Horse Trailer Safety

The following is a true story of a tragic accident that might have been prevented if a few basic safety checks had been followed.


The barn at which I board my horse rents out the arena on Thursday evenings to a local barrel racing group. The riders, who come from the surrounding areas and aren’t boarders, all trailer their horses in for the events.

At one of these events, as one of the visitors parked her horse trailer and let down the ramp, she was greeted by the most horrifying and bloody site – her horse’s hind leg had gone through the floorboards. In his struggle to free his leg, the horse had injured himself further, finally snapping the leg in two.

Needless to say, the vet was called immediately and the horse humanely euthanased on the spot.

I’m thankful I wasn’t there that evening, but when the barn owner told me about it, it got me thinking about trailer safety.

In that regard, I’ve put together a check list and maintenance tips that you can use on a regular basis to ensure that your trailer will remain in good condition and that your horses will not be at any unnecessary risks.

  • As a matter of course, clean your horse trailer out after every use. Even with rubber mats, the urine and droppings will take their toll on the floorboards if they are left to sit.
  • Regularly washing the exterior of the trailer will give you the opportunity to check for rust, leaks in the roof, broken windows etc.
  • Check the wooden floorboards, the ramp or tailgate, divider etc. for signs of rot. Also check the hinges, springs and latches to make sure they are secure and in good working order. Replace any parts that are rotten, broken or missing.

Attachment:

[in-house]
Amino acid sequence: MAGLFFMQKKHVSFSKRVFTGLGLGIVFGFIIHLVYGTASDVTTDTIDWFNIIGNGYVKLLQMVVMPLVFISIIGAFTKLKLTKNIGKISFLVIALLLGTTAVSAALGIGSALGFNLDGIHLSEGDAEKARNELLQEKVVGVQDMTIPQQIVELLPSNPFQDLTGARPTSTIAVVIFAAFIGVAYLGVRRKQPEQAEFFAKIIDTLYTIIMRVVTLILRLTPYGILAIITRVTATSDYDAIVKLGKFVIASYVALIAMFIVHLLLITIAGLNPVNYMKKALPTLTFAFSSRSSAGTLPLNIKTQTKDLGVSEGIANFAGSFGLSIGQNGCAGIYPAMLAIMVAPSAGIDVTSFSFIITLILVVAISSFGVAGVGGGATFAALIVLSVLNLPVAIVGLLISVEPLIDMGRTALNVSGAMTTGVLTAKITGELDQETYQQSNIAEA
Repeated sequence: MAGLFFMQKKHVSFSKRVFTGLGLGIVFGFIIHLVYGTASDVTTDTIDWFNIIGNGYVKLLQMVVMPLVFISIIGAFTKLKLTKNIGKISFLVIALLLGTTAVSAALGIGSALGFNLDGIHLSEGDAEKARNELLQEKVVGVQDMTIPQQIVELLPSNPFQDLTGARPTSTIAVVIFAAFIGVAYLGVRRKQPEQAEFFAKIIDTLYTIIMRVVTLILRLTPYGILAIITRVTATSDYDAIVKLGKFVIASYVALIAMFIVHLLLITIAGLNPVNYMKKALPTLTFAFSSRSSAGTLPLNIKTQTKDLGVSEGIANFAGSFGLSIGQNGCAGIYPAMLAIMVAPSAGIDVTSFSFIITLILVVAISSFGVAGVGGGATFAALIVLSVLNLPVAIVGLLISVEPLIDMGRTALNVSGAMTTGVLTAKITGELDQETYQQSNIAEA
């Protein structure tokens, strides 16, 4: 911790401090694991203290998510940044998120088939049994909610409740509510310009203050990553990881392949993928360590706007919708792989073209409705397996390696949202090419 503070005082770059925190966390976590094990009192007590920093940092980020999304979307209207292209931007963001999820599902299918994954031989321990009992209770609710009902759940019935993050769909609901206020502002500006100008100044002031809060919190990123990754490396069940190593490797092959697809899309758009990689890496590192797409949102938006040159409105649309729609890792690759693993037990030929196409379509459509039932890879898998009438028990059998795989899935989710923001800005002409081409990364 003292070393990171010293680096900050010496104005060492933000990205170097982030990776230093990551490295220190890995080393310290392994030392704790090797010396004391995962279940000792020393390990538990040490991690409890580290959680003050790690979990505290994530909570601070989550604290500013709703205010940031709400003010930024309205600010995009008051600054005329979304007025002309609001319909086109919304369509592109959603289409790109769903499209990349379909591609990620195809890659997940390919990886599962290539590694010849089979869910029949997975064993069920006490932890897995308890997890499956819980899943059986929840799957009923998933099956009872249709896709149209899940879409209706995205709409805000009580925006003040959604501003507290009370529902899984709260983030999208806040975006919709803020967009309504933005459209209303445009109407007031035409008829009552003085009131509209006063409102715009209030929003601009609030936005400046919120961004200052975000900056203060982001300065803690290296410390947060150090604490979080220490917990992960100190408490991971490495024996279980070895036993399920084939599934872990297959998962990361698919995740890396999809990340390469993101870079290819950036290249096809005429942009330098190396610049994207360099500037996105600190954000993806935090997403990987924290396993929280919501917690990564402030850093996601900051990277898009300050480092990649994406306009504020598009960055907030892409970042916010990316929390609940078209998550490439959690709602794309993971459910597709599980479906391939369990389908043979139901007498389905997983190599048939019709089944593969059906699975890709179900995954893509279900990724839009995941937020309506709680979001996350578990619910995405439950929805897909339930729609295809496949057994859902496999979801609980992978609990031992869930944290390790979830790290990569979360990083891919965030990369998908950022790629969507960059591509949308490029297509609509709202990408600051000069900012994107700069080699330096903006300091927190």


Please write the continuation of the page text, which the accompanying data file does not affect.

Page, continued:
• The trailer hitch itself should be kept well lubricated and should be checked for missing parts. Make sure the chains are in good repair.
  • Without the trailer jack, it would be impossible to lift your horse trailer on to the little ball on the bumper pull of your truck. Keeping it lubricated and cranking it every now and then, when it’s not being used, will stop it from seizing up and becoming useless, just when you need it most.
  • The brakes should be checked every time the trailer is hitched, to make sure they are working. Regular professional maintenance is recommended.
  • Correct tire pressure will make it easier to tow the trailer and will save wear and tear on the tires. Replace any worn tires.
  • Each time you hook your horse trailer up, you should make sure the lights and turn signals work. Check the wiring and replace any bulbs that need replacing.

If you are thinking of purchasing a pre-owned horse trailer, you should perform a check covering the previous points, in addition to checking the frame and axle are straight.

Taking care of your horse trailer, and repairing any problems as soon as you notice them will save money in the long run and will help ensure the safety of you and your horses.

Happy trailering!